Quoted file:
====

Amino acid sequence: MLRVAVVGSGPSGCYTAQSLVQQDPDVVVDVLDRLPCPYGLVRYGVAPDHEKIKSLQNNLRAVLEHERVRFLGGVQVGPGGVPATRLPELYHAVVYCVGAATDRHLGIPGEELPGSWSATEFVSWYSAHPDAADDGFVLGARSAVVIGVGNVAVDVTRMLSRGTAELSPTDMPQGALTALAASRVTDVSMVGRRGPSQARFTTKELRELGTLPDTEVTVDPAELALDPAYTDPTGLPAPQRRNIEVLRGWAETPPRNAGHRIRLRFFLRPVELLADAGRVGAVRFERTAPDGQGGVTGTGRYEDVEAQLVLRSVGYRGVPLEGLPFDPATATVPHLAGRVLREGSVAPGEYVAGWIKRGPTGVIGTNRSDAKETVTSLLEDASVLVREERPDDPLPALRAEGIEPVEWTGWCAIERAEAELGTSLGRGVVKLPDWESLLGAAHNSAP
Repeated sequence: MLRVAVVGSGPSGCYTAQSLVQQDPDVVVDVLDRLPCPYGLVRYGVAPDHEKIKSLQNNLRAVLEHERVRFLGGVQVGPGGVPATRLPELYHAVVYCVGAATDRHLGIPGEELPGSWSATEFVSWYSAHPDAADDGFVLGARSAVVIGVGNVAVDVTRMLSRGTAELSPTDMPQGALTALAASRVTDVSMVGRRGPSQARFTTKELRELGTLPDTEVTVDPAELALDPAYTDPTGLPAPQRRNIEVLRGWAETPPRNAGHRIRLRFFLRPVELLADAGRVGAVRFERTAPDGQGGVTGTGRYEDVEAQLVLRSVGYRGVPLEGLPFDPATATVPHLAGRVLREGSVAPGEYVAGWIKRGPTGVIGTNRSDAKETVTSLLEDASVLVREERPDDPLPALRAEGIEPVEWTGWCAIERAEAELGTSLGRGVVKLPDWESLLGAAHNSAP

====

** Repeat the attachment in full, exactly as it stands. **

Amino acid sequence: MLRVAVVGSGPSGCYTAQSLVQQDPDVVVDVLDRLPCPYGLVRYGVAPDHEKIKSLQNNLRAVLEHERVRFLGGVQVGPGGVPATRLPELYHAVVYCVGAATDRHLGIPGEELPGSWSATEFVSWYSAHPDAADDGFVLGARSAVVIGVGNVAVDVTRMLSRGTAELSPTDMPQGALTALAASRVTDVSMVGRRGPSQARFTTKELRELGTLPDTEVTVDPAELALDPAYTDPTGLPAPQRRNIEVLRGWAETPPRNAGHRIRLRFFLRPVELLADAGRVGAVRFERTAPDGQGGVTGTGRYEDVEAQLVLRSVGYRGVPLEGLPFDPATATVPHLAGRVLREGSVAPGEYVAGWIKRGPTGVIGTNRSDAKETVTSLLEDASVLVREERPDDPLPALRAEGIEPVEWTGWCAIERAEAELGTSLGRGVVKLPDWESLLGAAHNSAP
Repeated sequence: MLRVAVVGSGPSGCYTAQSLVQQDPDVVVDVLDRLPCPYGLVRYGVAPDHEKIKSLQNNLRAVLEHERVRFLGGVQVGPGGVPATRLPELYHAVVYCVGAATDRHLGIPGEELPGSWSATEFVSWYSAHPDAADDGFVLGARSAVVIGVGNVAVDVTRMLSRGTAELSPTDMPQGALTALAASRVTDVSMVGRRGPSQARFTTKELRELGTLPDTEVTVDPAELALDPAYTDPTGLPAPQRRNIEVLRGWAETPPRNAGHRIRLRFFLRPVELLADAGRVGAVRFERTAPDGQGGVTGTGRYEDVEAQLVLRSVGYRGVPLEGLPFDPATATVPHLAGRVLREGSVAPGEYVAGWIKRGPTGVIGTNRSDAKETVTSLLEDASVLVREERPDDPLPALRAEGIEPVEWTGWCAIERAEAELGTSLGRGVVKLPDWESLLGAAHNSAP